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J Adv Nurs. 2006 Dec;56(6):617-35.

Effectiveness of non-pharmacological interventions for fatigue in adults with multiple sclerosis, rheumatoid arthritis, or systemic lupus erythematosus: a systematic review.

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  • 1School of Nursing and Midwifery, Flinders University, Adelaide, Australia.

Erratum in

  • J Adv Nurs. 2007 Jan;57(2):225.



This paper reports a systematic review of non-pharmacological interventions for fatigue in adults with three common autoimmune conditions.


A considerable proportion of people with multiple sclerosis, rheumatoid arthritis, and systemic lupus erythematosus experience compromised quality of life due to fatigue. Recent reviews of pharmacotherapies for fatigue in these conditions remain inconclusive, and systematic evidence for effectiveness of non-pharmacological interventions was unavailable. Our paper addresses this gap.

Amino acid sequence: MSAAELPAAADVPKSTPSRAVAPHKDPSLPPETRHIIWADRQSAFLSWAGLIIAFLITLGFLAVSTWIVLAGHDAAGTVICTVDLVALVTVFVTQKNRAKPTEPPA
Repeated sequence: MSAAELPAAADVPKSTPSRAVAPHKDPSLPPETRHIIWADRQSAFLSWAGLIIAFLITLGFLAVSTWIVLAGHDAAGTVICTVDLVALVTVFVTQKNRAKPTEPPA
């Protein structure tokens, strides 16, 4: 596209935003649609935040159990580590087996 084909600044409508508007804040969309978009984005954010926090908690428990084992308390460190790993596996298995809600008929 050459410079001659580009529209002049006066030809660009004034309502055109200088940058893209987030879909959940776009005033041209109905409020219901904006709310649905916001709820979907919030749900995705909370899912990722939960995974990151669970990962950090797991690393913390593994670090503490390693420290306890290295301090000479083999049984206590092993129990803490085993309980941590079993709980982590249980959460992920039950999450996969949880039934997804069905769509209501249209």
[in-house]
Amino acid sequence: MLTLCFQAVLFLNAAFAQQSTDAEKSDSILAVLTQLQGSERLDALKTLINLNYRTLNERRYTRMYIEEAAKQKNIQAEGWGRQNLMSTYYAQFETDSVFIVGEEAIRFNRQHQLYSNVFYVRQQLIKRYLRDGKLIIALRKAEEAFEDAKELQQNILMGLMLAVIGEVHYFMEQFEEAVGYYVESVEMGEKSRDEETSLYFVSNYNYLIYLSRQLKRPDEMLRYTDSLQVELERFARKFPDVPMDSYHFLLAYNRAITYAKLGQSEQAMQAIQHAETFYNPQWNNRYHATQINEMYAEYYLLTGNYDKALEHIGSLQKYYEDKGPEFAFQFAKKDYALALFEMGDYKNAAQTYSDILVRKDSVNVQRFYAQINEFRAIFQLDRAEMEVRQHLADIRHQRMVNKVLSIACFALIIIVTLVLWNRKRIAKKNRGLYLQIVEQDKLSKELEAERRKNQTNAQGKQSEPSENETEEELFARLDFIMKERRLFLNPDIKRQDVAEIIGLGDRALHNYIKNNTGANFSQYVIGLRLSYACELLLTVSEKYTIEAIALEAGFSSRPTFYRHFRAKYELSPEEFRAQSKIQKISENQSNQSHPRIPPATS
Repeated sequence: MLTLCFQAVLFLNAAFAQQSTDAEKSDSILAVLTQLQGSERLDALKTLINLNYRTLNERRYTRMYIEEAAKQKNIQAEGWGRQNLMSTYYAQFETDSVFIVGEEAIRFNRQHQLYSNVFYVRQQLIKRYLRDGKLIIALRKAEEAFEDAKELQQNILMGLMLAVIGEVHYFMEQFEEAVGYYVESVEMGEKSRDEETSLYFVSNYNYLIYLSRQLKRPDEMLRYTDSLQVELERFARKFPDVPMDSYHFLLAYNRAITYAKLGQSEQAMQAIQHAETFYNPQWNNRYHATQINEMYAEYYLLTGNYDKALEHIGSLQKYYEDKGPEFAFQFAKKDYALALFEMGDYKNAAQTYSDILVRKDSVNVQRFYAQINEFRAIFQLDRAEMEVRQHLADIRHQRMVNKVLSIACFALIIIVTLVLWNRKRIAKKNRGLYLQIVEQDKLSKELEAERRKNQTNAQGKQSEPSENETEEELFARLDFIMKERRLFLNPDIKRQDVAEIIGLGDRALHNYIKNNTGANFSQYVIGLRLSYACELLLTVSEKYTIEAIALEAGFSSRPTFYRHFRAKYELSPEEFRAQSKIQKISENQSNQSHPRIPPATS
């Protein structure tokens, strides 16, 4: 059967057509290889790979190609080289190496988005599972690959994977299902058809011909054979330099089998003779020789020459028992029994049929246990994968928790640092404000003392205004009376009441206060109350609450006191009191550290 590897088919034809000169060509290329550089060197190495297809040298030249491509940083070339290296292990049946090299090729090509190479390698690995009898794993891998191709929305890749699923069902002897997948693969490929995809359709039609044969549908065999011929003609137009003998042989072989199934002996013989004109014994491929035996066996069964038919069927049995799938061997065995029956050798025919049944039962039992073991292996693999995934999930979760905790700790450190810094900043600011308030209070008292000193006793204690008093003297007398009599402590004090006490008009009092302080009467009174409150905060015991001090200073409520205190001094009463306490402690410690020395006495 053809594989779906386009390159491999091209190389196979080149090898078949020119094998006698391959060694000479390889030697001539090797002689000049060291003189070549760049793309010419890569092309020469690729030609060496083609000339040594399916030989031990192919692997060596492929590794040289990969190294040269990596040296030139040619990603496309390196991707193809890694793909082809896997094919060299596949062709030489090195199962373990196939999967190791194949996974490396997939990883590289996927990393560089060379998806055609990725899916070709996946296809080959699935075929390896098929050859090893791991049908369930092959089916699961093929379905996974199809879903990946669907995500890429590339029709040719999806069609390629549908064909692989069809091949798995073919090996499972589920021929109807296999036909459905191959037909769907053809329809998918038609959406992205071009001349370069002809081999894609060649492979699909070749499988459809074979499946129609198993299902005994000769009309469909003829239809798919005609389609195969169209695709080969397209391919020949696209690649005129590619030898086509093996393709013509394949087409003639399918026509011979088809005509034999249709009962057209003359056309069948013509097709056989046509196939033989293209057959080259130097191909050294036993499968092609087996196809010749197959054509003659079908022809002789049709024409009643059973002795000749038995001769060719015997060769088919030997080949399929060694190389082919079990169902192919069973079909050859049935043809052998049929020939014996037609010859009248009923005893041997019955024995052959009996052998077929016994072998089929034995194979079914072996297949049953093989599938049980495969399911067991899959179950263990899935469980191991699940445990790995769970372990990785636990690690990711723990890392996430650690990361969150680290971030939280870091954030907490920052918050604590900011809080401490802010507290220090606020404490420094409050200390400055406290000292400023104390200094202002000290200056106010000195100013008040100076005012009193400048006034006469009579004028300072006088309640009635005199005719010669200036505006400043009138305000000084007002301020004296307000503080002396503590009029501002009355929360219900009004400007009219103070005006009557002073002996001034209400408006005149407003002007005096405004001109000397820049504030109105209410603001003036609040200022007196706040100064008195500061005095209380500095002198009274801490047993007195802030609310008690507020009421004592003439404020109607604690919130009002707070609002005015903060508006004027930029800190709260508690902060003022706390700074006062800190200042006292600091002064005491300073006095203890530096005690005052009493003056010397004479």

The literature search used the key words fatigue, energy, multiple sclerosis, rheumatoid arthritis and systemic lupus. It included 19 electronic databases and libraries, three evidence-based journals, two internet search engines, was dated 1987-2006, and limited to English. Non-pharmacological experimental studies about fatigue comprising more than five adults were included. Meta-analysis was not possible due to diverse interventions and outcome measures, therefore studies were analysed by types of interventions used to reduce fatigue.


Of 653 hits, 162 papers were reviewed, and 36 met the inclusion criteria. Thirty-three primary studies reported 14 randomized controlled trials and 19 quasi-experimental designs. Most interventions were tested with people with multiple sclerosis. Exercise, behavioural, nutritional and physiological interventions were associated with statistically significant reductions in fatigue. Aerobic exercise was effective, appropriate and feasible for reducing fatigue among adults with chronic autoimmune conditions. Electromagnetic field devices showed promise. The diversity of interventions, designs, and using 24 different instruments to measure fatigue, limited comparisons.


Low impact aerobic exercise gradually increasing in intensity, duration and frequency may be an effective strategy in reducing fatigue in some adults with chronic auto-immune conditions. However, fatigue is a variable and personal experience and a range of behavioural interventions may be required. Well-designed studies testing these promising strategies and consensus on outcome fatigue measures are needed.

[PubMed - indexed for MEDLINE]
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